Although proteins can attach to plasma membranes by a number of different methods, two broad classes of ‘peripherally bound’ and ‘integrally bound’ proteins have been distinguished. Classical methods for distinguishing these types of proteins include high salt treatments that remove peripherally, but not integrally bound proteins, and detergents that solubilize both classes of proteins. HNMT was not reduced in the membrane fraction by incubation with 1 m NaCl (Fig. 3c). Interestingly, HNMT activity associated with membranes increased three-fold after high-salt washes, probably due to the liberation of other peripherally bound proteins that reduce substrate accessibility to HNMT. HNMT activity was increased by 6.5-fold after membrane solubilization with Triton X-100 (Fig. 3b), strongly suggesting the existence of an integrally bound histamine-methylating enzyme. For example, membrane-bound acetylcholinesterase (AChE, EC 22.214.171.124) solubilized in this manner showed a four-fold increase in activity (Dudai and Silman 1974). Early studies also found increases in brain HNMT after detergent treatment (Kuhar et al. 1971; Taylor and Snyder 1972), but the significance of the result was not clear at that time.
The activity of the newly characterized membrane-bound HNMT (15 pmol/mg-tube) is small when compared with the total enzyme levels in brain (278 pmol/min-tube). However, the former activity is more than sufficient to account for the in vivo rate of neuronal histamine inactivation. Specifically, mouse whole-brain histamine turnover occurs at a rate of 0.52 nmol/g tissue-hour (Oishi et al. 1989; Barnes et al. 2001). This is roughly equivalent to a tMH formation rate of 5.1 pmol/h-mg protein. Thus, 15 pmol/min-tube (equivalent to 135 pmol/h-mg protein of tMH formed by membrane-bound HNMT) is more than sufficient metabolic power to account for previous in vivo findings even if extracellular histamine and SAM do not reach micromolar concentrations.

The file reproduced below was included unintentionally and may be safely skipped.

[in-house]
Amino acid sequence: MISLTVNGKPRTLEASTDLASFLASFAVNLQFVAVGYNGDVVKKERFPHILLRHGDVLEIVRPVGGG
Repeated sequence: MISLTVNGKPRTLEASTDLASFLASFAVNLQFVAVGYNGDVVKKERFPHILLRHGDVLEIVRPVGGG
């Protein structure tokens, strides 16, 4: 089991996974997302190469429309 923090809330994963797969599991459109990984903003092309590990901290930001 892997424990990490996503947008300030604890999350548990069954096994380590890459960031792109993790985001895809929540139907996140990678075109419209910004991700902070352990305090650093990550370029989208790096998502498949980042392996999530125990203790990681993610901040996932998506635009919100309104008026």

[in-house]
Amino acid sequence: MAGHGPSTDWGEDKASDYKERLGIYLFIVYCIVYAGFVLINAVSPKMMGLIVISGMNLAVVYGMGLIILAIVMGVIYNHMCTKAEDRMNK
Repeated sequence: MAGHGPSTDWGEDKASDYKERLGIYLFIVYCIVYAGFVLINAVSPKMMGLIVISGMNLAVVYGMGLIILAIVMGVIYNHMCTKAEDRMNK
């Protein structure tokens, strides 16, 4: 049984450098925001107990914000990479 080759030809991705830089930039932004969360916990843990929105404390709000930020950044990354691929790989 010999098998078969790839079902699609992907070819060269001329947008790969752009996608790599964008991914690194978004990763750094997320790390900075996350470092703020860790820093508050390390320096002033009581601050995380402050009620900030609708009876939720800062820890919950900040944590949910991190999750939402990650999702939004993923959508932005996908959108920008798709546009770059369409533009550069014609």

Although the existence of membrane-bound HNMT has not been previously suggested, earlier studies found results which seem consistent with this form of histamine metabolism. For example, Baenziger and colleagues, in a series of papers, characterized the coupled transport and metabolism of histamine into methylimidazoleacetic acid in endothelial cells and skin fibroblasts (Haddock et al. 1987). This process, dubbed ‘histamine degradative uptake’, may have utilized membrane-bound HNMT, but was not identified assuch. Further studies are needed to determine if non-neuronal cells contain membrane-bound histamine-methylating activity.
Liberation of membrane-bound histamine-methylating activity by detergents, but not high salts, suggests the existence of an integrally bound enzyme. The only known form of HNMT in humans does contain a hydrophobic region extending from F158 to S176 predicted to be capable of spanning a lipid bilayer (PredictProtein, Columbia University). However, the recent crystallization of this enzyme revealed that this region of HNMT corresponded to α helix 6 and β sheet 5 of a 7 β sheet catalytic methyltransferase (MTase) domain common to most SAM dependent enzymes (Horton et al. 2001). Thus, if this form of HNMT spanned the membrane, then the catalytic domain of the enzyme would be disrupted. Furthermore, the known enzyme is not predicted to be glycosylphosphatidylinositol (GPI)-anchored (Eisenhaber et al. 1999) because it lacks a protein sorting signal, GPI anchor site, and hydrophobic C-terminal tail. Thus, the presently described membrane-bound activity is not likely to have the polypeptide structure of soluble HNMT.
If HNMT can anchor to membranes via an integral association, then a polypeptide isoform of the enzyme is likely to exist. Analogously, the membrane-bound variant of the soluble enzyme catechol-O-methyltransferase (COMT, EC 126.96.36.199) contains a 50 amino acid protein sorting signal preceding the soluble form of the enzyme (Lundstrom et al. 1991). This sorting signal serves to target COMT to membranes and then to anchor the enzyme in the lipid bilayer. The two forms of COMT are encoded within the same mRNA, but two separate AUG start sites dictate the translation of one protein or the other. Alternatively, membrane-bound AChE is created from an mRNA isoform with an alternate fifth exon that upon translation leads to a protein variation that can form a GPI anchor to membranes (Li et al. 1991). Hence, soluble and membrane-bound HNMT may originate from one gene containing transcriptional or translational variations, or possibly even from an entirely separate gene.